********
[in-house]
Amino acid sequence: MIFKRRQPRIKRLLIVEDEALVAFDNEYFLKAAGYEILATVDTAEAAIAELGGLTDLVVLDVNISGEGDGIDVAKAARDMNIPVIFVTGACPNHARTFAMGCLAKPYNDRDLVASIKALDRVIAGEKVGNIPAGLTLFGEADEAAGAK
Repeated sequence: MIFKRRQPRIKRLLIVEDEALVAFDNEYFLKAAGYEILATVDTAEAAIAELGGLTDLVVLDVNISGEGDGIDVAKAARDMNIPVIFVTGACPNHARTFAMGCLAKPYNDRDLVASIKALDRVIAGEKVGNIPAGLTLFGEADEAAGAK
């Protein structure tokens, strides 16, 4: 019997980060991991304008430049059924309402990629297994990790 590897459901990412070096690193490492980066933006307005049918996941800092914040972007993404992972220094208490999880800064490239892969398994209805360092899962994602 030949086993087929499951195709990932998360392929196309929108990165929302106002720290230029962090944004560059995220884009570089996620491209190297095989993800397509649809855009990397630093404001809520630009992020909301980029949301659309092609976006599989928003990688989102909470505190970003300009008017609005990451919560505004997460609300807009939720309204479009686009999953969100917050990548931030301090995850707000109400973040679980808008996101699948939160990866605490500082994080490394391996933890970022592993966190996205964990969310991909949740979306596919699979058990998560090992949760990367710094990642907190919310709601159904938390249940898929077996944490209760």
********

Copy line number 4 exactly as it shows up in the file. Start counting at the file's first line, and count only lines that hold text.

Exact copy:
């Protein structure tokens, strides 16, 4: 019997980060991991304008430049059924309402990629297994990790 590897459901990412070096690193490492980066933006307005049918996941800092914040972007993404992972220094208490999880800064490239892969398994209805360092899962994602 030949086993087929499951195709990932998360392929196309929108990165929302106002720290230029962090944004560059995220884009570089996620491209190297095989993800397509649809855009990397630093404001809520630009992020909301980029949301659309092609976006599989928003990688989102909470505190970003300009008017609005990451919560505004997460609300807009939720309204479009686009999953969100917050990548931030301090995850707000109400973040679980808008996101699948939160990866605490500082994080490394391996933890970022592993966190996205964990969310991909949740979306596919699979058990998560090992949760990367710094990642907190919310709601159904938390249940898929077996944490209760």